WASHINGTON -- They came from Mars, not in peace, but in pieces. Scientists are confirming that 15 pounds of rock collected recently in Morocco fell to Earth from Mars during a meteorite shower in July.

This is only the fifth time in history that scientists have chemically confirmed Martian meteorites that people witnessed falling. The fireball was spotted in the sky six months ago, but the rocks weren't found on the ground in North Africa until the end of December.

This is a unique opportunity for scientists trying to learn about Mars' potential for life. So far, no NASA or Russian spacecraft has returned bits of Mars, so the only samples scientists can examine are those that fall in a meteorite shower.

Scientists and collectors are ecstatic, and the rocks are fetching big bucks because they are among the rarest things on Earth. The biggest rock weighs more than 2 pounds.

"It's nice to have Mars sending samples to Earth, particularly when our pockets are too empty to go get them ourselves," said former NASA sciences chief Alan Stern, director of the Florida Space Institute at the University of Central Florida.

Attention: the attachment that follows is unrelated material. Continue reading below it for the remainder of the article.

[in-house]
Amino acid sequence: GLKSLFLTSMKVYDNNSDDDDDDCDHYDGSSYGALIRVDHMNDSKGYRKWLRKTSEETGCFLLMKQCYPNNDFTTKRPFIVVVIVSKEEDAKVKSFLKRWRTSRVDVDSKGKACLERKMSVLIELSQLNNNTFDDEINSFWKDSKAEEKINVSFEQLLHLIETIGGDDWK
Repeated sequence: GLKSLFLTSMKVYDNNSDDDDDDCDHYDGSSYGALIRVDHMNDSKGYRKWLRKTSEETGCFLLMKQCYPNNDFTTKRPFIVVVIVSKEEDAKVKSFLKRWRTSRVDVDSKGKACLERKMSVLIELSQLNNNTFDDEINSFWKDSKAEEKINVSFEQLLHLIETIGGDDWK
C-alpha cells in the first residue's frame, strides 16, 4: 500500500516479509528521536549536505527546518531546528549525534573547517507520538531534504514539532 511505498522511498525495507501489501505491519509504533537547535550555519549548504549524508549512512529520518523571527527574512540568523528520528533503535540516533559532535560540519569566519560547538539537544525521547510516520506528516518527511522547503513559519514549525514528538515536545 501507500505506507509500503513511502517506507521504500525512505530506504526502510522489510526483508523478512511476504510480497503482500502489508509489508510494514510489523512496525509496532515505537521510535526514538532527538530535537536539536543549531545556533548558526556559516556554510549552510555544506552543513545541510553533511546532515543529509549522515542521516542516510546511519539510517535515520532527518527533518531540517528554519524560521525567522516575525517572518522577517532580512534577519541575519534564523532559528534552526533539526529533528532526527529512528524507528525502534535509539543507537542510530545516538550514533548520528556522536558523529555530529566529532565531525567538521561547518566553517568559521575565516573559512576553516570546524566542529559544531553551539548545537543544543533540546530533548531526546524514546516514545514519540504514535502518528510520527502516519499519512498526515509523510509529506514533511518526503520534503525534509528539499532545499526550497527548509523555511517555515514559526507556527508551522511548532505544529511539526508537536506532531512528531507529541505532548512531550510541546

A special committee Tuesday of meteorite experts, including some NASA scientists, confirmed test results that showed the rocks came from Mars, based on their age and chemical signature.

Astronomers think that millions of years ago, something big smashed into Mars and sent rocks hurtling through the solar system. After a long journey through space, one of those rocks plunged through Earth's atmosphere, breaking into smaller pieces.

Most other Martian meteorite samples sat on Earth for millions of years before they were found, which makes them tainted with Earth materials and life. These new rocks, while probably contaminated because they have been on Earth for months, are purer. The last time a Martian meteorite was found fresh was in 1962. All the known Martian rocks on Earth add up to fewer than 240 pounds.